5. Congratulations on the shortlist!🙂 … and an excellent list.
    I reckon the most important thing about dual narratives is ‘don’t lose your reader’. I’ve read a few that are brilliantly done, but some where I’ve had many moments of trundling along in one timeline and suddenly I have no idea what’s happening.


  6. Nice. When I became serious about writing I was avery self conscious about writing in certain p.o.v and even more so when it came to writing in more than one narrative style. When I found writers that were doing it in an entertaining way w/o the work being cluttered I was impressed and convinced it was something that could be done. I like how u give instructions on writing such a piece.

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  7. I’m not a writer (other than a blogger who writes reviews) but i found these explanations of much interest, particularly as I was thoroughly absorbed by Our Endless Numbered Days and its review will go live soon!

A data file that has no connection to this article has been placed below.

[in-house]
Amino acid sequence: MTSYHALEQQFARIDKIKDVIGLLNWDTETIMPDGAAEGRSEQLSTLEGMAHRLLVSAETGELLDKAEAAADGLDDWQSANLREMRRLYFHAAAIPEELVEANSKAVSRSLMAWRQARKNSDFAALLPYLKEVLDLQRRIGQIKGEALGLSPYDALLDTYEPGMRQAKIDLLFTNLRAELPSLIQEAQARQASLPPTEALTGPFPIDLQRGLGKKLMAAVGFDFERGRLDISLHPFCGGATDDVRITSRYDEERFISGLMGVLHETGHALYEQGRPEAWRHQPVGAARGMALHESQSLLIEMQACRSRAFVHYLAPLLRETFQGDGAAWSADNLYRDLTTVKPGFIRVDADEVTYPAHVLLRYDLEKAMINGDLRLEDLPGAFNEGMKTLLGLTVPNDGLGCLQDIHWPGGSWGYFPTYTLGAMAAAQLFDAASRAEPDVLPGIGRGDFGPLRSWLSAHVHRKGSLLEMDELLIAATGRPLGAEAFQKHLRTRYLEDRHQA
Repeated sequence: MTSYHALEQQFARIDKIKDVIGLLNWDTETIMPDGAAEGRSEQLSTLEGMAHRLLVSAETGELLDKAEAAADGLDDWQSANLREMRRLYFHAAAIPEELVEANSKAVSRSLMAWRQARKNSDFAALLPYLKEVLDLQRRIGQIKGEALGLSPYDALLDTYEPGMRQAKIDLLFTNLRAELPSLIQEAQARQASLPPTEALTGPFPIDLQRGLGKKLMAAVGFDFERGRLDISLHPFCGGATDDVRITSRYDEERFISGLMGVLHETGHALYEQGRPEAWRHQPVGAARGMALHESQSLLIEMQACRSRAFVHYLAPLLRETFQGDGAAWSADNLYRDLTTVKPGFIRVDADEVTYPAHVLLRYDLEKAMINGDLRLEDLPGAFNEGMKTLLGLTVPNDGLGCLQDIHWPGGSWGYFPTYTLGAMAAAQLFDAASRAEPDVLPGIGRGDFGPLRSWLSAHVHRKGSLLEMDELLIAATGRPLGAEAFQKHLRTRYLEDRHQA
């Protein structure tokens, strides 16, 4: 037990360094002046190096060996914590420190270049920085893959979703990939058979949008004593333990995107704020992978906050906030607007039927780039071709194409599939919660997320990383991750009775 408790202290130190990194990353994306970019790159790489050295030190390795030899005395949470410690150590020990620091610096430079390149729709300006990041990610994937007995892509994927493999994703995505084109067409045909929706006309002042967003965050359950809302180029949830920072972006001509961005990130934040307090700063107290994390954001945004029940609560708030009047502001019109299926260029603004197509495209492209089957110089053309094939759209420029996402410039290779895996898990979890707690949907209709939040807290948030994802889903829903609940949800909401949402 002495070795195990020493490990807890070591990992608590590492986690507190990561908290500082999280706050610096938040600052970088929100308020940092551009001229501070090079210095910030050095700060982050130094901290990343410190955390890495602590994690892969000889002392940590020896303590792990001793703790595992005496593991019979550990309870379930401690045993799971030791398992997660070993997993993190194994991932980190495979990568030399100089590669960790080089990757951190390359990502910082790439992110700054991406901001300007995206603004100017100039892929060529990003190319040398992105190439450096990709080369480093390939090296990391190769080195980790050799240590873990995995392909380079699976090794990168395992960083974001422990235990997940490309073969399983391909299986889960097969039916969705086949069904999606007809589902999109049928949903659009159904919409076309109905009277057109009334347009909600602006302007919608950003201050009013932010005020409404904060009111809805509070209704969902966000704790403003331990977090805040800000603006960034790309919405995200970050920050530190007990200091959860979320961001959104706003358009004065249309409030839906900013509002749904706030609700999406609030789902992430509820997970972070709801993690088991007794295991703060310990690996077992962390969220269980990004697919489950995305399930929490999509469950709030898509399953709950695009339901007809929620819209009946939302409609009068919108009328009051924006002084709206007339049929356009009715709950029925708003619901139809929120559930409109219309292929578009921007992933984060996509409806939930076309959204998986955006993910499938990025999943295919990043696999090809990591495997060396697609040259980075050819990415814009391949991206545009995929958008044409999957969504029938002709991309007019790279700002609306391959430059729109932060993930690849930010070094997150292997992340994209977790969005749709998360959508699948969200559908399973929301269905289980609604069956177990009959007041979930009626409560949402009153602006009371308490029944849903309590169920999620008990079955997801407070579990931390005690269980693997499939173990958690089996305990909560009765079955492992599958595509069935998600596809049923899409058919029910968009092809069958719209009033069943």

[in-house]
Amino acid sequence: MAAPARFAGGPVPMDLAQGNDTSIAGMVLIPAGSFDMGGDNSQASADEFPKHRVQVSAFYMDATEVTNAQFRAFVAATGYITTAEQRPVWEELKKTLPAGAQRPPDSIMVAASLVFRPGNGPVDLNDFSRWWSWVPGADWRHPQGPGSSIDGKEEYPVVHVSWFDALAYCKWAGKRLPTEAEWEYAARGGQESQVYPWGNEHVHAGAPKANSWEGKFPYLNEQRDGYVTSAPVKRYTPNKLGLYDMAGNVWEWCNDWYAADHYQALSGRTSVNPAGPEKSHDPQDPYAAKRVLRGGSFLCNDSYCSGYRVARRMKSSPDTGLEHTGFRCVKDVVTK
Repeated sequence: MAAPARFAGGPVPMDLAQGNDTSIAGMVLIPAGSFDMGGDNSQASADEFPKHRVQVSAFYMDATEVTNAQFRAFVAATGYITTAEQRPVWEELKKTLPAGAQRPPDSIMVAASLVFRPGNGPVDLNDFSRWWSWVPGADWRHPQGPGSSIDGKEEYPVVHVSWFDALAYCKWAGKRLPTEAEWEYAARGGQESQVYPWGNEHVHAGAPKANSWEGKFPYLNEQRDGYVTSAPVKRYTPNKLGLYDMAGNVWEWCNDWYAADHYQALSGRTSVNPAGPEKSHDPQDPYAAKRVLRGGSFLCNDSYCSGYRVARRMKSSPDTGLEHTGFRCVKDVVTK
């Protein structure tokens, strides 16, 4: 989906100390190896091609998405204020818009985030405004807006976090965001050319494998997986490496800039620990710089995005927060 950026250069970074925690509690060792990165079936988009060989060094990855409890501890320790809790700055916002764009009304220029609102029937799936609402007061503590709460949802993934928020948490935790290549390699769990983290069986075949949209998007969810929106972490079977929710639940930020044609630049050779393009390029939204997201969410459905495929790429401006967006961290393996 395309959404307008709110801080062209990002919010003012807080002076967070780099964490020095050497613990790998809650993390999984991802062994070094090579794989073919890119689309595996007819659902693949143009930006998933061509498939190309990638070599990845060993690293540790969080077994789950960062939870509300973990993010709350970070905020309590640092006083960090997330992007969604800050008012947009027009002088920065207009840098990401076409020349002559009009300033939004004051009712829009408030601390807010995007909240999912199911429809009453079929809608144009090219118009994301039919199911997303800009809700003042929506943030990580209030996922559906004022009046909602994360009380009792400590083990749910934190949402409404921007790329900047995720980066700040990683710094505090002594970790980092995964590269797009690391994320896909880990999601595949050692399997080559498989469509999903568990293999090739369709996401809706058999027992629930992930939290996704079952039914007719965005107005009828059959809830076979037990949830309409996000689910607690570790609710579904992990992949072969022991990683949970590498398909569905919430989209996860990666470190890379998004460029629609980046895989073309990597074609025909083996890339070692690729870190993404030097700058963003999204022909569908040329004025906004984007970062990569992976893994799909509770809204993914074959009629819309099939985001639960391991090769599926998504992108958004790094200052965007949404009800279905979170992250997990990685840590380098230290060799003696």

• I should of course, say ‘fiction writer’ I get pulled up on this repeatedly, my equation of ‘being a writer’ meaning someone who writes fiction. It’s especially ironic because a major requirement I have for my non-fiction reads is ‘can the author write well!’, so it is no different from what I look for in fiction. (P.S. – tomorrow – though my review is already there on Amazon – blog reviews take a little longer as I have fun with media inserts)


  8. Thanx Claire for your informative blog, but to be honest I find it difficult enuf to write on narrative plot line and goodness knows how long I’d take with two. Looking forward to reading Our Endless Numbered Days this summer when the kids are busy at camp. Best wishes with your marketing, busy calendar of events and editing your second novel. Phew!